Sleep is already known to boost our brains' ability to learn and remember -- and now, a new study actually demonstrates this ability.
Researchers at the Weizmann Institute of Science played a number of tones to study participants as they slept during the night. After playing each tone, the researchers presented an odor to the still-sleeping participants. Some of the tones only had pleasant odors released after them, while other tones only had unpleasant odors released after them. The still-sleeping study participants reacted by either taking in a deeper breath when there was a pleasant smell, or taking a shallow breath if there was an unpleasant smell.
Then, as the night went on, the researchers tried just playing the tones for the sleeping study participants, without presenting the odors afterward. Even though there was no odor, the sleeping participants still sniffed -- either shallow breaths if it was after a tone that had previously been linked with the unpleasant smell, or a deeper breath if it was a tone that had been previously linked with a pleasant smell.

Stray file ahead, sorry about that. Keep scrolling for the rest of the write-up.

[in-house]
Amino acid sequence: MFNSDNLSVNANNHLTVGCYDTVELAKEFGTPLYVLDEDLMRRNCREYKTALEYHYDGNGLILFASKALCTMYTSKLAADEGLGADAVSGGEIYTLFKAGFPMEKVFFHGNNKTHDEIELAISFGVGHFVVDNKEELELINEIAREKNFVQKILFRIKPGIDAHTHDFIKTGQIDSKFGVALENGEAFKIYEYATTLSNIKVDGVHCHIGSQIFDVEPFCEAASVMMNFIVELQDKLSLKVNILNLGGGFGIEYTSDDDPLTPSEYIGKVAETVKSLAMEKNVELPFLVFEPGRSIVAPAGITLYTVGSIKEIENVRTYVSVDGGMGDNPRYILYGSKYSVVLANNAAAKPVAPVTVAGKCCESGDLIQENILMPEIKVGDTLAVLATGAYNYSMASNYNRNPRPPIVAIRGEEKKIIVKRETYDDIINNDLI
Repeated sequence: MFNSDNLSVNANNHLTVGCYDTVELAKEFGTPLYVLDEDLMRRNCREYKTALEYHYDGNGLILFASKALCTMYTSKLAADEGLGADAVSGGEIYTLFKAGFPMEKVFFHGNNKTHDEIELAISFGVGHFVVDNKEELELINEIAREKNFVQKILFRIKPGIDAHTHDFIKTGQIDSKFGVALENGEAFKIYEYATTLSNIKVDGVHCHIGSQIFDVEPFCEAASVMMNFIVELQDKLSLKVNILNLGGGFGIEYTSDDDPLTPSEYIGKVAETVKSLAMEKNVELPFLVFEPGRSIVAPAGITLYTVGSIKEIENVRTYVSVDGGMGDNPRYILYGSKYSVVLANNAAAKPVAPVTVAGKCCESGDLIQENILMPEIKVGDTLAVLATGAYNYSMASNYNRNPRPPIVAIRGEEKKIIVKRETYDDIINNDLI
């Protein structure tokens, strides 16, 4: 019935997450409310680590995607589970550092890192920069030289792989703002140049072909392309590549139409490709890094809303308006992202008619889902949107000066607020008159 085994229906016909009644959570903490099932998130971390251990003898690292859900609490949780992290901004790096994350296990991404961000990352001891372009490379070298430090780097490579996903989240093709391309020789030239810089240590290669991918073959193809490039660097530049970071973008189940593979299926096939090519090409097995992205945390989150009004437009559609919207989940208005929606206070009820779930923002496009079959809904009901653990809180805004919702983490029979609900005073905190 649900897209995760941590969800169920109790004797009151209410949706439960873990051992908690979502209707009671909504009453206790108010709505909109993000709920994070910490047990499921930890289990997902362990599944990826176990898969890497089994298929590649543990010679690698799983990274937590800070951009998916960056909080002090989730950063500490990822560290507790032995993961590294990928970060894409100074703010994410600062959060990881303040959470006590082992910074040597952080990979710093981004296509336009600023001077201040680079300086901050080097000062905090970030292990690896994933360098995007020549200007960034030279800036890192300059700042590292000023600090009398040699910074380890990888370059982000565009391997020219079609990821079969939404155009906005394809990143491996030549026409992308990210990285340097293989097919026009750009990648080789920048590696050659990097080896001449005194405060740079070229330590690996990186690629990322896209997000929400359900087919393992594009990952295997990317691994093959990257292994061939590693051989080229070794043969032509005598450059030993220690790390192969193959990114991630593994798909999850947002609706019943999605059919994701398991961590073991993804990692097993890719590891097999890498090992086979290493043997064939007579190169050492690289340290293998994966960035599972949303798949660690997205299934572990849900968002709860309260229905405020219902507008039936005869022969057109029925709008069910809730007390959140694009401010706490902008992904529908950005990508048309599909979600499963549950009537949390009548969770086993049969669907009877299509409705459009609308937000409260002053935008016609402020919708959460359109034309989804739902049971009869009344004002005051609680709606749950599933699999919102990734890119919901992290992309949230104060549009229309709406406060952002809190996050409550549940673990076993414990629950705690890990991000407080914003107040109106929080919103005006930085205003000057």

This held true even after the study participants woke up, too -- when they were awake, the researchers played the tones for them. They had the same breathing reactions as when they were sleeping.
"This acquired behavior persisted throughout the night and into ensuing wake, without later awareness of the learning process. Thus, humans learned new information during sleep," the researchers wrote in the Nature Neuroscience study.
The researchers said that this sniffing -- even when there was nothing to sniff -- showed that their brains were processing the link between tone and smell, even as they were sleeping.
Last year, a study from University of California, Berkeley, researchers found that the dreamless sleep stage that can take up half the night -- known as stage two of non-REM sleep -- may actually be the time when our brains are readying themselves and clearing space for learning by moving memories from the hippocampus to the prefrontal cortex.
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